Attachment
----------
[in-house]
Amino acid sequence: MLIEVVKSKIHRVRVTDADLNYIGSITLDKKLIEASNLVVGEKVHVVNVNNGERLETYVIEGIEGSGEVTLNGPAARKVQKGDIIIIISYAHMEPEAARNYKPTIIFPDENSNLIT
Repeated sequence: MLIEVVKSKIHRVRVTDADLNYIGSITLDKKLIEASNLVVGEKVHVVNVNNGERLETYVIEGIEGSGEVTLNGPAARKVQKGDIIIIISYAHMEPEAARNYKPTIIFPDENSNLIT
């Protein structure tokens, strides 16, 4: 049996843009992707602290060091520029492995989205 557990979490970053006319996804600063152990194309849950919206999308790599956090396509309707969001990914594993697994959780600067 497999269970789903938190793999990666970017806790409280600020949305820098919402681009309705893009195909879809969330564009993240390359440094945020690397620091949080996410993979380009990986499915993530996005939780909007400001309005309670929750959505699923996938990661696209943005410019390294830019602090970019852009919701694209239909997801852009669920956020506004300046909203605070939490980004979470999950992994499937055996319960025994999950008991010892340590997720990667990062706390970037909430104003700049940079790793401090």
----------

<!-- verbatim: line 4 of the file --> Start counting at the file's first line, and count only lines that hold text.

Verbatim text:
């Protein structure tokens, strides 16, 4: 049996843009992707602290060091520029492995989205 557990979490970053006319996804600063152990194309849950919206999308790599956090396509309707969001990914594993697994959780600067 497999269970789903938190793999990666970017806790409280600020949305820098919402681009309705893009195909879809969330564009993240390359440094945020690397620091949080996410993979380009990986499915993530996005939780909007400001309005309670929750959505699923996938990661696209943005410019390294830019602090970019852009919701694209239909997801852009669920956020506004300046909203605070939490980004979470999950992994499937055996319960025994999950008991010892340590997720990667990062706390970037909430104003700049940079790793401090």